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Soil Science Society of America Journal Abstract - FOREST, RANGE & WILDLAND SOILS

Soil Carbon Dioxide Production and Climatic Sensitivity in Contrasting California Ecosystems


This article in SSSAJ

  1. Vol. 74 No. 4, p. 1356-1366
    Received: Aug 6, 2009

    * Corresponding author(s): jonathan.sanderman@csiro.au
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  1. Jonathan Sanderman *ab and
  2. Ronald Amundsona
  1. a Division of Ecosystem Sciences, Univ. of California, Berkeley, CA 94720
    b CSIRO Land and Water, PMB 2, Glen Osmond, SA 5064, Australia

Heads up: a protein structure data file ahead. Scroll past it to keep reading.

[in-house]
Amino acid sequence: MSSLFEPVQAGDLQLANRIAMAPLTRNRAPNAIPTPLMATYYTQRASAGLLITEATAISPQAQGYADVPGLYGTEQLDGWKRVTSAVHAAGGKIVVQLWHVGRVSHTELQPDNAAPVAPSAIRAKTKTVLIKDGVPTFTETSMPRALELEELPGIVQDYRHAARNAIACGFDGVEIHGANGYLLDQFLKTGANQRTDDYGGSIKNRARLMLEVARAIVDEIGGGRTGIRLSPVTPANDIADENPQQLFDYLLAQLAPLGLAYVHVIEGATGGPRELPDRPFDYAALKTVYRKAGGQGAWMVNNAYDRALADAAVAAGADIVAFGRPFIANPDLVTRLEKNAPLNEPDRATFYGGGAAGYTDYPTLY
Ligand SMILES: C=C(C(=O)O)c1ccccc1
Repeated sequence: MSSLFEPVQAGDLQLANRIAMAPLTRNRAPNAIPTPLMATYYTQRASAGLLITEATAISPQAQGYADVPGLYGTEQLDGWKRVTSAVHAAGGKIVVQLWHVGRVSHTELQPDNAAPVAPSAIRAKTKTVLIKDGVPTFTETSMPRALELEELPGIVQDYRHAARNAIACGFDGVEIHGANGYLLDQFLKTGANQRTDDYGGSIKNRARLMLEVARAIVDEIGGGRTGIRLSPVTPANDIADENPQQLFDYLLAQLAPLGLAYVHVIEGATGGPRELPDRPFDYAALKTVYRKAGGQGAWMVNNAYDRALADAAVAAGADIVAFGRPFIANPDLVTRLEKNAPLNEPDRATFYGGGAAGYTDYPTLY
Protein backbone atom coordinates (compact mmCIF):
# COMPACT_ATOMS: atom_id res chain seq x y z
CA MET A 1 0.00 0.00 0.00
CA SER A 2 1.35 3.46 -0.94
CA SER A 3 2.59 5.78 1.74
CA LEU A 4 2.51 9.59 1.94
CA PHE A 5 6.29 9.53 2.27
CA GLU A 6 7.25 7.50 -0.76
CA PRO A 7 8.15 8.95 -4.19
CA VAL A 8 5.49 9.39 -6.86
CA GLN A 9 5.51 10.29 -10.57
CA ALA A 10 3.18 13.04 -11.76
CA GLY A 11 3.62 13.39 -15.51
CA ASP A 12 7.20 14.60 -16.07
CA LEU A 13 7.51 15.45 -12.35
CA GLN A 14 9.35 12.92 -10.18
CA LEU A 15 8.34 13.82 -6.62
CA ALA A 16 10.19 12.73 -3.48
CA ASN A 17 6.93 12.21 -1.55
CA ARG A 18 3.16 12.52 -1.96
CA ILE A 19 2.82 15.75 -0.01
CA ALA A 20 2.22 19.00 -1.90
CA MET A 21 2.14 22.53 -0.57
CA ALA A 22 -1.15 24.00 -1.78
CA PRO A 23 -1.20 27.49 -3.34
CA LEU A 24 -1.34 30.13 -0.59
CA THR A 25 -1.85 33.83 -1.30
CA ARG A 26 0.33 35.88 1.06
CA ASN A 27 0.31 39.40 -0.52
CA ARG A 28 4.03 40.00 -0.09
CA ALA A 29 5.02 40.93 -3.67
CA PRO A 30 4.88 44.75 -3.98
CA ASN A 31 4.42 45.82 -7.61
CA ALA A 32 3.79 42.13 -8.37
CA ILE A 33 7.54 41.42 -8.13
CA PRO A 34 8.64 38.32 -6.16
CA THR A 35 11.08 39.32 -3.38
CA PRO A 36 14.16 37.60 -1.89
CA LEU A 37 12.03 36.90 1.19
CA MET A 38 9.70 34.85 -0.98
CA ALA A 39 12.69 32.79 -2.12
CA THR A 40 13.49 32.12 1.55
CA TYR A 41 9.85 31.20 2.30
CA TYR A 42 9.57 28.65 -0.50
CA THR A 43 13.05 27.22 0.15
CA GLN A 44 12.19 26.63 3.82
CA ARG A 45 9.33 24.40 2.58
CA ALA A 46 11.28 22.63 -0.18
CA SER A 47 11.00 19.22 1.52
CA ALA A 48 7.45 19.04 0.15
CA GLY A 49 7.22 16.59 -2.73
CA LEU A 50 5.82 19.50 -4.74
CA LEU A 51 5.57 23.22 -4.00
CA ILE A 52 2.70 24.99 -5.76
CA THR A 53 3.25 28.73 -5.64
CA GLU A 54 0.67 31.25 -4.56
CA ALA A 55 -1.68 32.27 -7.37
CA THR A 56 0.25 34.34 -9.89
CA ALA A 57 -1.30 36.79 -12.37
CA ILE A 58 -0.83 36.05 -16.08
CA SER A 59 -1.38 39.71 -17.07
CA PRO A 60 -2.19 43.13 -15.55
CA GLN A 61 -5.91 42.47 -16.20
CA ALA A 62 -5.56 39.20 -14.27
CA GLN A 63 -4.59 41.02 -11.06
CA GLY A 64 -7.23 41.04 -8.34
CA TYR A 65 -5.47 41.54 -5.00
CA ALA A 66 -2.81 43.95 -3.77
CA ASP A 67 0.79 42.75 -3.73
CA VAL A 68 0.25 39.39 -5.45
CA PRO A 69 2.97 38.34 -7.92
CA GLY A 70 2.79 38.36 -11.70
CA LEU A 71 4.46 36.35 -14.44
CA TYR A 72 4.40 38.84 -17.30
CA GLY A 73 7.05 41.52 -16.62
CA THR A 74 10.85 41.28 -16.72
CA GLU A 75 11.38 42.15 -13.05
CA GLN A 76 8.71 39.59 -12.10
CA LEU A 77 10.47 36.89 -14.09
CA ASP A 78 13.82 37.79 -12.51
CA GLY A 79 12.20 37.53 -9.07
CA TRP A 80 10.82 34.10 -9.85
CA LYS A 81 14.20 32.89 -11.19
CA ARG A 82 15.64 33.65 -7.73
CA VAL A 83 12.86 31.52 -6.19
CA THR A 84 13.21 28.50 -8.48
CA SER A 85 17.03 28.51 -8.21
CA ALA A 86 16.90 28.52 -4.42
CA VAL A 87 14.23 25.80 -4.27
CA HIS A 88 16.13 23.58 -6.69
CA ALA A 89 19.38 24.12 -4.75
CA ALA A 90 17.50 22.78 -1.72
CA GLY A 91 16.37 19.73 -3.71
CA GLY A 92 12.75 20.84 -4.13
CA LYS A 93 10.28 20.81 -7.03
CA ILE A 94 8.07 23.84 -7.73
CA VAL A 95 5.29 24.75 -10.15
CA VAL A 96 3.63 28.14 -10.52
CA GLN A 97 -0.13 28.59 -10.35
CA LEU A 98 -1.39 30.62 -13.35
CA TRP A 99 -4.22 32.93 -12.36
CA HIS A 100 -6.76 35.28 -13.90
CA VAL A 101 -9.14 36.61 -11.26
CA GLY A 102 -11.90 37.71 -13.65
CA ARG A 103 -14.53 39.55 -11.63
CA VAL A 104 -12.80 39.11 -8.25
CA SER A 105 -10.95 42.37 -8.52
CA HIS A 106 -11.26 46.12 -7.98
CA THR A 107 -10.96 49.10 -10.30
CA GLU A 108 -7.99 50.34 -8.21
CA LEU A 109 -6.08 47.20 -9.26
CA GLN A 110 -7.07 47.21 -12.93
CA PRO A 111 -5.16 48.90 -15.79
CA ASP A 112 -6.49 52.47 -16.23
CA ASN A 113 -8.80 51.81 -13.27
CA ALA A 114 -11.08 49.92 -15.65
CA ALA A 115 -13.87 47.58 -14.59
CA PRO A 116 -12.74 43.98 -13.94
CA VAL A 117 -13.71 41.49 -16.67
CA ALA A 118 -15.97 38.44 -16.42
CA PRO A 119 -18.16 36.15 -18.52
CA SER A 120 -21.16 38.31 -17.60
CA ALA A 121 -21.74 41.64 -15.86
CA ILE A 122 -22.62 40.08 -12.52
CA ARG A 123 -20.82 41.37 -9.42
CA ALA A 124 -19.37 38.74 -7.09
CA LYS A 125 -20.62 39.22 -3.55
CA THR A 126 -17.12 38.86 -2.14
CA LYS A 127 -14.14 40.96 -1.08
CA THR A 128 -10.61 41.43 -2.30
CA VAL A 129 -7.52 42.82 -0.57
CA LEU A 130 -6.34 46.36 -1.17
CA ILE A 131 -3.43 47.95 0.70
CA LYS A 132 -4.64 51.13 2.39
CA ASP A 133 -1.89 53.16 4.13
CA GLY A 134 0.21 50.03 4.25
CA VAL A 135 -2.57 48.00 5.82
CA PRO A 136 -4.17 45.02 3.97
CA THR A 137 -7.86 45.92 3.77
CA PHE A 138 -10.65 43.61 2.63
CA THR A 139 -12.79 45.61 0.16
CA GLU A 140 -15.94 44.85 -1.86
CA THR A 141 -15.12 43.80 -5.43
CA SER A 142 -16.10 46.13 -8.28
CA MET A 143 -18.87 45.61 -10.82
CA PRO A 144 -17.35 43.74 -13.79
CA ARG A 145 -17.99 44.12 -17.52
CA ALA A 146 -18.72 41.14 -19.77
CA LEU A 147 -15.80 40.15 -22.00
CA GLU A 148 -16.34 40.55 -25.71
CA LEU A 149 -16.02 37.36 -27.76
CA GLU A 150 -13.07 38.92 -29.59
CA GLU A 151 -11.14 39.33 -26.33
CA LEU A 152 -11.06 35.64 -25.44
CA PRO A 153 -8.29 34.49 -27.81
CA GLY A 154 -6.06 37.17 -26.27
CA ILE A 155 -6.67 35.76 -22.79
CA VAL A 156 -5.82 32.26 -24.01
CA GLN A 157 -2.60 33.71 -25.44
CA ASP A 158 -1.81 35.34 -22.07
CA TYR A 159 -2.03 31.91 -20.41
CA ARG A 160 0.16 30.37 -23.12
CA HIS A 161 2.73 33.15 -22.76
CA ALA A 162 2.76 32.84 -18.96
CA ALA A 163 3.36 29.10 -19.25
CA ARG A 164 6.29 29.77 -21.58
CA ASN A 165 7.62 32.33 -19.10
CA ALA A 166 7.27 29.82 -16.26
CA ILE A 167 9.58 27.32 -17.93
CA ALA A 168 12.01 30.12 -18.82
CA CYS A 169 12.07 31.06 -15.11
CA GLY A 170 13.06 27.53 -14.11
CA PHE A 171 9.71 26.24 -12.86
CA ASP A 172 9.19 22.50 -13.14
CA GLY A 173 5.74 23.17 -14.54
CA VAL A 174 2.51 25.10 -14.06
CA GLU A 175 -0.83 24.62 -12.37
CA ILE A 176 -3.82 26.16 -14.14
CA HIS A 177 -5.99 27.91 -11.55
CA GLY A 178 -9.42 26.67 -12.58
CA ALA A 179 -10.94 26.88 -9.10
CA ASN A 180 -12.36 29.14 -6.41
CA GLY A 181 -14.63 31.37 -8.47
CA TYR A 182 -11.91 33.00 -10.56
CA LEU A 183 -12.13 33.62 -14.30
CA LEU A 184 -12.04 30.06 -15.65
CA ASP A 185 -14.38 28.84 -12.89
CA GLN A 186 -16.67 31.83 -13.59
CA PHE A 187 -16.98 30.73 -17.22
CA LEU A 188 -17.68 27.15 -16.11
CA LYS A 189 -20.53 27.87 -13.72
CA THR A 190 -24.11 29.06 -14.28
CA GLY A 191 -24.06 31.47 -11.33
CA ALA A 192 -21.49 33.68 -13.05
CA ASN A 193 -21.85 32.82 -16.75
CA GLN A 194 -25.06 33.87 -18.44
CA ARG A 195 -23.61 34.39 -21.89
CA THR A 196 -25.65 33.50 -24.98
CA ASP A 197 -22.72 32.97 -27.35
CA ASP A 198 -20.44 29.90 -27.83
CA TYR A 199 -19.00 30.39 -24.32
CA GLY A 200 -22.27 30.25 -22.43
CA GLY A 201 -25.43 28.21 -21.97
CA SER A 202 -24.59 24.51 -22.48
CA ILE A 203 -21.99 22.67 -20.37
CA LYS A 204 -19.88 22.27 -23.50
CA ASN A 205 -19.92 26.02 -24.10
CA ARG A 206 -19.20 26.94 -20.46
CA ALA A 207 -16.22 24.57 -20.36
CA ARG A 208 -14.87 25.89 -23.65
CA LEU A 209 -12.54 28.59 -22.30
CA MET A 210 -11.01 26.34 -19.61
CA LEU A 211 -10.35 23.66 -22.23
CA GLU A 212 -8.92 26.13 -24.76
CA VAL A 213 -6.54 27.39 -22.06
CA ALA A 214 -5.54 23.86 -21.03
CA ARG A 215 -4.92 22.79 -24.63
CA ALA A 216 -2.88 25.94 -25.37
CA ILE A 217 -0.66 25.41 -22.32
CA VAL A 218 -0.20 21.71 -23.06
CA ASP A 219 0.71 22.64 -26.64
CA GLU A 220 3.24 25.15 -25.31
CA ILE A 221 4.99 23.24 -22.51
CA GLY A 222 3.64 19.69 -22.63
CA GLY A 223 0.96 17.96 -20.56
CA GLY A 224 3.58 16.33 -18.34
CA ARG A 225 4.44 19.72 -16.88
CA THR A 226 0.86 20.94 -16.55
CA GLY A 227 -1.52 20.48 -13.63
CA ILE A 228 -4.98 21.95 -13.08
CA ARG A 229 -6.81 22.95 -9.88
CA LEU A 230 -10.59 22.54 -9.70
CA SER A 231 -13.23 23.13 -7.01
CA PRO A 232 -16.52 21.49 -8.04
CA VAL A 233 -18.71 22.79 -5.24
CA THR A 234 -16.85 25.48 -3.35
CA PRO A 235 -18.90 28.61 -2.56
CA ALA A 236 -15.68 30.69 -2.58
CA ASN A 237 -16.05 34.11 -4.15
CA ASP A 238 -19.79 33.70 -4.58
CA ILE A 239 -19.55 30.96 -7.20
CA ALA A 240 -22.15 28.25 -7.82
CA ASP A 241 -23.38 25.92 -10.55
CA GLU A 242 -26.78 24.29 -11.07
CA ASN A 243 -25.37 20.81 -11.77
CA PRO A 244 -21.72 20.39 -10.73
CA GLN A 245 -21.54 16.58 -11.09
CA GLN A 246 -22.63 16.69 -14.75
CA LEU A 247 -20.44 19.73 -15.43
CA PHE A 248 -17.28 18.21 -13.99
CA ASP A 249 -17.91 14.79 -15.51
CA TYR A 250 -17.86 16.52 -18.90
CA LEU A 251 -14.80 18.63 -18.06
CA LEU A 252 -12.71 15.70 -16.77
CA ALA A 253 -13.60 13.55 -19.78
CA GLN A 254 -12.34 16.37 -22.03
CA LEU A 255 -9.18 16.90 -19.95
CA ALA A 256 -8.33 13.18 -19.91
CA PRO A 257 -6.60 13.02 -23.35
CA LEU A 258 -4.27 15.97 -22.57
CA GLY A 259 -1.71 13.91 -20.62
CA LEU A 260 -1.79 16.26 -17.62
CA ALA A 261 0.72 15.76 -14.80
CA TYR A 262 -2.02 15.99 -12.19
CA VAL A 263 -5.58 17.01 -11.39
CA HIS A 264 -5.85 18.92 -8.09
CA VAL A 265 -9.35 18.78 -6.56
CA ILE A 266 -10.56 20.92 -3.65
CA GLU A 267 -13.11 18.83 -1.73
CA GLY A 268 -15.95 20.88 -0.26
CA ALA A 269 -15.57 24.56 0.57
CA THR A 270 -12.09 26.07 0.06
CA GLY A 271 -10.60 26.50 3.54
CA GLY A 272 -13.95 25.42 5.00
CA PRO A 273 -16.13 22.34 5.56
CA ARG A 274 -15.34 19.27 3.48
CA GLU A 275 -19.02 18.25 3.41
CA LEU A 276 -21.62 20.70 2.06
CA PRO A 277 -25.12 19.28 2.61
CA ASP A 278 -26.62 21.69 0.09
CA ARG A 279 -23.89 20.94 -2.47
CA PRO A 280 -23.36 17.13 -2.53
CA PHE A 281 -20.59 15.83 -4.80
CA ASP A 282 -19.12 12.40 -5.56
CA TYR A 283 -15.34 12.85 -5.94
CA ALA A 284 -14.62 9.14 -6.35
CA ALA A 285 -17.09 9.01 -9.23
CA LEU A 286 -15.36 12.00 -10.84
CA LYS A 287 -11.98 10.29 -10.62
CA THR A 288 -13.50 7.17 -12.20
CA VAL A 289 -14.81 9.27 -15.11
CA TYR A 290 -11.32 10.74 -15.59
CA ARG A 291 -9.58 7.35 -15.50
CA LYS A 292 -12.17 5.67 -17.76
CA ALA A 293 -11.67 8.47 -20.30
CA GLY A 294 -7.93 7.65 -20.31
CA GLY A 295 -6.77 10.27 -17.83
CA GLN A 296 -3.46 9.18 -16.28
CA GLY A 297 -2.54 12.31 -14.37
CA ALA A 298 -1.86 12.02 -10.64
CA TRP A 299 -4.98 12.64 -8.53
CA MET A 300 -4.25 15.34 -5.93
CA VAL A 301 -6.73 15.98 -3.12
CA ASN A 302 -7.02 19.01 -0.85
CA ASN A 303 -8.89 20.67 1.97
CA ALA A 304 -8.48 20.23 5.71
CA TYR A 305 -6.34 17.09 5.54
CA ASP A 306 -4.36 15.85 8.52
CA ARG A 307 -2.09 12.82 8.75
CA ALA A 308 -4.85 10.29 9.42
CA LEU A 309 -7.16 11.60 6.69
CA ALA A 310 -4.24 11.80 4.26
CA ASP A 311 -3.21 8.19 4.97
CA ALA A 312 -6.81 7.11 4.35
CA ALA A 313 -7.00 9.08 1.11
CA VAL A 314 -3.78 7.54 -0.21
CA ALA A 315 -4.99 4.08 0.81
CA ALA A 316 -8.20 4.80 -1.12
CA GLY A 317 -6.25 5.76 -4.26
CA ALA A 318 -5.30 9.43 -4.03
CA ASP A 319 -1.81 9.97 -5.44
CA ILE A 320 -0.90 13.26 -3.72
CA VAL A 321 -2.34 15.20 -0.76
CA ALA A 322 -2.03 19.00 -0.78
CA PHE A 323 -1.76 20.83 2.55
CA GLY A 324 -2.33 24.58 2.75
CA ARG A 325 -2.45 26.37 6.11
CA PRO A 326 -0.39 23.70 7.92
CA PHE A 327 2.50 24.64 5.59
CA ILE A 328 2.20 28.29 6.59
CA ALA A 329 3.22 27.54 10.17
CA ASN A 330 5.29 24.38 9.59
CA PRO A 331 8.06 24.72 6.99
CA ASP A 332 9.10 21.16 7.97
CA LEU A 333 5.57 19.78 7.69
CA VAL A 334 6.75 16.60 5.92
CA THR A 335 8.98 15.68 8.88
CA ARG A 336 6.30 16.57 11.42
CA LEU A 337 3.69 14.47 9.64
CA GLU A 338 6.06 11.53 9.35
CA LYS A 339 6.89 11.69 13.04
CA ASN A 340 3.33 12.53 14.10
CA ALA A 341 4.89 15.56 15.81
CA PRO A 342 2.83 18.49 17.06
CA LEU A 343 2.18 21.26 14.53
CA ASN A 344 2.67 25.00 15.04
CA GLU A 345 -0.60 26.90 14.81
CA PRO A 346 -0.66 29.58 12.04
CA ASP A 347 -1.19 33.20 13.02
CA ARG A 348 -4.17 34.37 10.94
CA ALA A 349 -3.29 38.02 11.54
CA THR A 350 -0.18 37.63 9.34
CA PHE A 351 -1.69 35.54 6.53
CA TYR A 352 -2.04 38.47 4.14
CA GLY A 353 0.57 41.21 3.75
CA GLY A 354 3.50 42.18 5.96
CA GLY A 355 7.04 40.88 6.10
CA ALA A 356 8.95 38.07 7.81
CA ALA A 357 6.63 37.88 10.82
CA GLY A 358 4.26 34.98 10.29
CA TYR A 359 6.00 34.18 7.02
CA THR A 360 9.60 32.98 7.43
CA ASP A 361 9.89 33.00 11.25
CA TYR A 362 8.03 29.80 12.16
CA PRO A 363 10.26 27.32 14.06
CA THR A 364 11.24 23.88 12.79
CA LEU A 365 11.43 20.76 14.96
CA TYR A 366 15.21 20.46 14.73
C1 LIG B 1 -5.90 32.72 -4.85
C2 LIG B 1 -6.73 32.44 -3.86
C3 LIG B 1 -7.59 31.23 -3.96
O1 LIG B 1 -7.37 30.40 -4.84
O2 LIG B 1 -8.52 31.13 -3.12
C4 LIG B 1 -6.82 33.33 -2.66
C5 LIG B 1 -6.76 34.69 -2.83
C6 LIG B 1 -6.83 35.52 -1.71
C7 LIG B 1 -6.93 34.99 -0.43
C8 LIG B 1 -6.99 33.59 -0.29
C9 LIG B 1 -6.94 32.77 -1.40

Despite the wealth of information available on respiratory fluxes of CO2 from the soil surface, relatively few studies have examined the depth-related flux and production of CO2 within the soil. We developed a depth-integrated CO2 flux model based on soil profile CO2 measurements to explore both the temporal and spatial patterns of, and controls on, CO2 production in two contrasting California coastal ecosystems: a redwood [Sequoia sempervirens (D. Don) Endl.] forest and a seasonal grassland ecosystem. In the forest, CO2 production increased exponentially with temperature but the dominant control on CO2 efflux was due to changes in soil diffusivity with water content. Here, ∼67% of the total efflux was produced in the top 20 cm, with little seasonal variation. In the grassland, soil temperature and water content both exerted strong positive controls on CO2 production, with CO2 efflux highest in early spring (8 g C m−2 d−1) and lowest in late summer (0.4 g C m−2 d−1). Here, the relative proportion of total respiration in the top 20 cm varied from 5% at the end of the dry season to 70% during the wet winter months. Soil respiration in the redwood soil appeared to be well buffered from climate extremes due to the stable microclimate created by the forest canopy. The grassland soil, however, lacking such buffering, was subject to large and rapid changes in CO2 production throughout the year. These results indicate that despite some uncertainty in the calculation of diffusion rates, significantly more information on soil biological processes is gained from the CO2 production–diffusion approach than from surface flux measurements alone.

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